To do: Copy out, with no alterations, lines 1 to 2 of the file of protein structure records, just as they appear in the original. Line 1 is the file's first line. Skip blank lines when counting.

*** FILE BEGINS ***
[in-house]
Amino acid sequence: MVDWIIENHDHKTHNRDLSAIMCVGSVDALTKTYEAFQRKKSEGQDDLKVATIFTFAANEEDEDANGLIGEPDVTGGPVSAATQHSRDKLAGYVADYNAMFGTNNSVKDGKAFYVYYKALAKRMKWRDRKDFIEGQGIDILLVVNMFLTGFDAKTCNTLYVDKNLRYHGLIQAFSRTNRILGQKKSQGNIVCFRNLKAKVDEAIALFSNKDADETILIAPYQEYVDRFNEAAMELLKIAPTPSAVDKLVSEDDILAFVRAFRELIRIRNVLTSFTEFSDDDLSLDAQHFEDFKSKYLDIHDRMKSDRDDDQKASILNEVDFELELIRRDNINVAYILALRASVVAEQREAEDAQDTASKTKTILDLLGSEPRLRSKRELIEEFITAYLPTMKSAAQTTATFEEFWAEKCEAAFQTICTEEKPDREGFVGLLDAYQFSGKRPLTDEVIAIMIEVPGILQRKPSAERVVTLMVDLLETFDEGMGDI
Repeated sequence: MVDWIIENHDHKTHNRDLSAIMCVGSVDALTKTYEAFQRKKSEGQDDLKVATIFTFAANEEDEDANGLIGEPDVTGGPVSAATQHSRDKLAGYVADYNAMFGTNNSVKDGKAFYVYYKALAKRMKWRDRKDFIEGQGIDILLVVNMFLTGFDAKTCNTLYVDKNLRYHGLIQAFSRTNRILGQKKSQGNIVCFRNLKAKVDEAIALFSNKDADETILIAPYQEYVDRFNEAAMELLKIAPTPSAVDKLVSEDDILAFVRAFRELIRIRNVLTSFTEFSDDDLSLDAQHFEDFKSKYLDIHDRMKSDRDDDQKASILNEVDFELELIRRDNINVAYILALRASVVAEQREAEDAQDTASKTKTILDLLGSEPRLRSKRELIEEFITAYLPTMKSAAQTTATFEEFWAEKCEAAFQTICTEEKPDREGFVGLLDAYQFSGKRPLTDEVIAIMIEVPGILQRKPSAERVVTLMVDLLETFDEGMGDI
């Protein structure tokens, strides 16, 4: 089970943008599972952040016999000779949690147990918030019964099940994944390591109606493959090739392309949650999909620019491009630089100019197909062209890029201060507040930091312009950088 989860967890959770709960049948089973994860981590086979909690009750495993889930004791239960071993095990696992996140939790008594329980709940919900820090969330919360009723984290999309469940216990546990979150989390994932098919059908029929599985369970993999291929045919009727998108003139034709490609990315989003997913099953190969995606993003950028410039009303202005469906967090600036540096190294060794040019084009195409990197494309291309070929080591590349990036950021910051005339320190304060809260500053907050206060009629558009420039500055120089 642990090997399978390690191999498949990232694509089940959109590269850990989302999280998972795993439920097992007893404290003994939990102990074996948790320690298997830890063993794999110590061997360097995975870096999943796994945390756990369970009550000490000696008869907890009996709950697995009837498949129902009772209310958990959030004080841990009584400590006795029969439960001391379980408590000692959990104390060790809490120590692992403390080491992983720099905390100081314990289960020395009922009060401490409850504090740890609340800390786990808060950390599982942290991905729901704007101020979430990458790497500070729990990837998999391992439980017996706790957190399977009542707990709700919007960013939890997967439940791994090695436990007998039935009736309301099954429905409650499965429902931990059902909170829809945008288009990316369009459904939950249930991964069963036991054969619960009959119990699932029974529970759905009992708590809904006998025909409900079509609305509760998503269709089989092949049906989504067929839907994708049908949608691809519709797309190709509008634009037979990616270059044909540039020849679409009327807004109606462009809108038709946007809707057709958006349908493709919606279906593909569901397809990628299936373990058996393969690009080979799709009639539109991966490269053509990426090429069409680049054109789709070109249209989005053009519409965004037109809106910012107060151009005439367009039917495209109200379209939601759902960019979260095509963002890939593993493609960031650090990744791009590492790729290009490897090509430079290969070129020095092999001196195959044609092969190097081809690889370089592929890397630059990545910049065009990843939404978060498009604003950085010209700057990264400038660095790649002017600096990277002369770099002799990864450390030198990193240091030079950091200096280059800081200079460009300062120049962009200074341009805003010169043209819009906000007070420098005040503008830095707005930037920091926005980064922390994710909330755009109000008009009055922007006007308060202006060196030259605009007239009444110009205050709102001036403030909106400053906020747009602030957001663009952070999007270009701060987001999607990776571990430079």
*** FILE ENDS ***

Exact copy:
[in-house]
Amino acid sequence: MVDWIIENHDHKTHNRDLSAIMCVGSVDALTKTYEAFQRKKSEGQDDLKVATIFTFAANEEDEDANGLIGEPDVTGGPVSAATQHSRDKLAGYVADYNAMFGTNNSVKDGKAFYVYYKALAKRMKWRDRKDFIEGQGIDILLVVNMFLTGFDAKTCNTLYVDKNLRYHGLIQAFSRTNRILGQKKSQGNIVCFRNLKAKVDEAIALFSNKDADETILIAPYQEYVDRFNEAAMELLKIAPTPSAVDKLVSEDDILAFVRAFRELIRIRNVLTSFTEFSDDDLSLDAQHFEDFKSKYLDIHDRMKSDRDDDQKASILNEVDFELELIRRDNINVAYILALRASVVAEQREAEDAQDTASKTKTILDLLGSEPRLRSKRELIEEFITAYLPTMKSAAQTTATFEEFWAEKCEAAFQTICTEEKPDREGFVGLLDAYQFSGKRPLTDEVIAIMIEVPGILQRKPSAERVVTLMVDLLETFDEGMGDI